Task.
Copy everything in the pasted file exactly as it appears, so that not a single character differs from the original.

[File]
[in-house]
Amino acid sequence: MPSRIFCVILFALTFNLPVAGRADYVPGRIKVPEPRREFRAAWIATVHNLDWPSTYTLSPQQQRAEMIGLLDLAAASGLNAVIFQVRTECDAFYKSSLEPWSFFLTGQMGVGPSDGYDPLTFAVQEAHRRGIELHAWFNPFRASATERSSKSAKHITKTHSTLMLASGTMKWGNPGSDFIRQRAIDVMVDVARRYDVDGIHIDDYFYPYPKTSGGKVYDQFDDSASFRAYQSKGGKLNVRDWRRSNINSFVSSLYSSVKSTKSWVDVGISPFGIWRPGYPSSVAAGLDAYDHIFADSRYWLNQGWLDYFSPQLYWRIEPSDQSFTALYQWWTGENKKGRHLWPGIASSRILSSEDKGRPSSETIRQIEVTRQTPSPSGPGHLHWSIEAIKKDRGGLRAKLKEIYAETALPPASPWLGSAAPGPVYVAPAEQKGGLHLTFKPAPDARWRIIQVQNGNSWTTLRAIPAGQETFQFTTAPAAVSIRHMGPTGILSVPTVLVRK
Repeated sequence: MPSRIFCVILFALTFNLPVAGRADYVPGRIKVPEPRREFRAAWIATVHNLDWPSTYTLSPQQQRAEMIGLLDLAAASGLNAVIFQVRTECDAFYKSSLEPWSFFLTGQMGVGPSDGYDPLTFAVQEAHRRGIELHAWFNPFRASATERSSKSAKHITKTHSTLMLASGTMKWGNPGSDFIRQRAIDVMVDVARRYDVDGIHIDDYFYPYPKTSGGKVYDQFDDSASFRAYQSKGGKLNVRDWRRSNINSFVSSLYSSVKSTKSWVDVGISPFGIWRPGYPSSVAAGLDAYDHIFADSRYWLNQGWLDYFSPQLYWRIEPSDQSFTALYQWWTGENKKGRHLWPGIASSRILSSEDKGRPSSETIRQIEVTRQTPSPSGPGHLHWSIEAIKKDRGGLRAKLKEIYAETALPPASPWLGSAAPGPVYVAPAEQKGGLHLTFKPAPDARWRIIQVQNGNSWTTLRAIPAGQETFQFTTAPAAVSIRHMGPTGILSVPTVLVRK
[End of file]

[in-house]
Amino acid sequence: MPSRIFCVILFALTFNLPVAGRADYVPGRIKVPEPRREFRAAWIATVHNLDWPSTYTLSPQQQRAEMIGLLDLAAASGLNAVIFQVRTECDAFYKSSLEPWSFFLTGQMGVGPSDGYDPLTFAVQEAHRRGIELHAWFNPFRASATERSSKSAKHITKTHSTLMLASGTMKWGNPGSDFIRQRAIDVMVDVARRYDVDGIHIDDYFYPYPKTSGGKVYDQFDDSASFRAYQSKGGKLNVRDWRRSNINSFVSSLYSSVKSTKSWVDVGISPFGIWRPGYPSSVAAGLDAYDHIFADSRYWLNQGWLDYFSPQLYWRIEPSDQSFTALYQWWTGENKKGRHLWPGIASSRILSSEDKGRPSSETIRQIEVTRQTPSPSGPGHLHWSIEAIKKDRGGLRAKLKEIYAETALPPASPWLGSAAPGPVYVAPAEQKGGLHLTFKPAPDARWRIIQVQNGNSWTTLRAIPAGQETFQFTTAPAAVSIRHMGPTGILSVPTVLVRK
Repeated sequence: MPSRIFCVILFALTFNLPVAGRADYVPGRIKVPEPRREFRAAWIATVHNLDWPSTYTLSPQQQRAEMIGLLDLAAASGLNAVIFQVRTECDAFYKSSLEPWSFFLTGQMGVGPSDGYDPLTFAVQEAHRRGIELHAWFNPFRASATERSSKSAKHITKTHSTLMLASGTMKWGNPGSDFIRQRAIDVMVDVARRYDVDGIHIDDYFYPYPKTSGGKVYDQFDDSASFRAYQSKGGKLNVRDWRRSNINSFVSSLYSSVKSTKSWVDVGISPFGIWRPGYPSSVAAGLDAYDHIFADSRYWLNQGWLDYFSPQLYWRIEPSDQSFTALYQWWTGENKKGRHLWPGIASSRILSSEDKGRPSSETIRQIEVTRQTPSPSGPGHLHWSIEAIKKDRGGLRAKLKEIYAETALPPASPWLGSAAPGPVYVAPAEQKGGLHLTFKPAPDARWRIIQVQNGNSWTTLRAIPAGQETFQFTTAPAAVSIRHMGPTGILSVPTVLVRK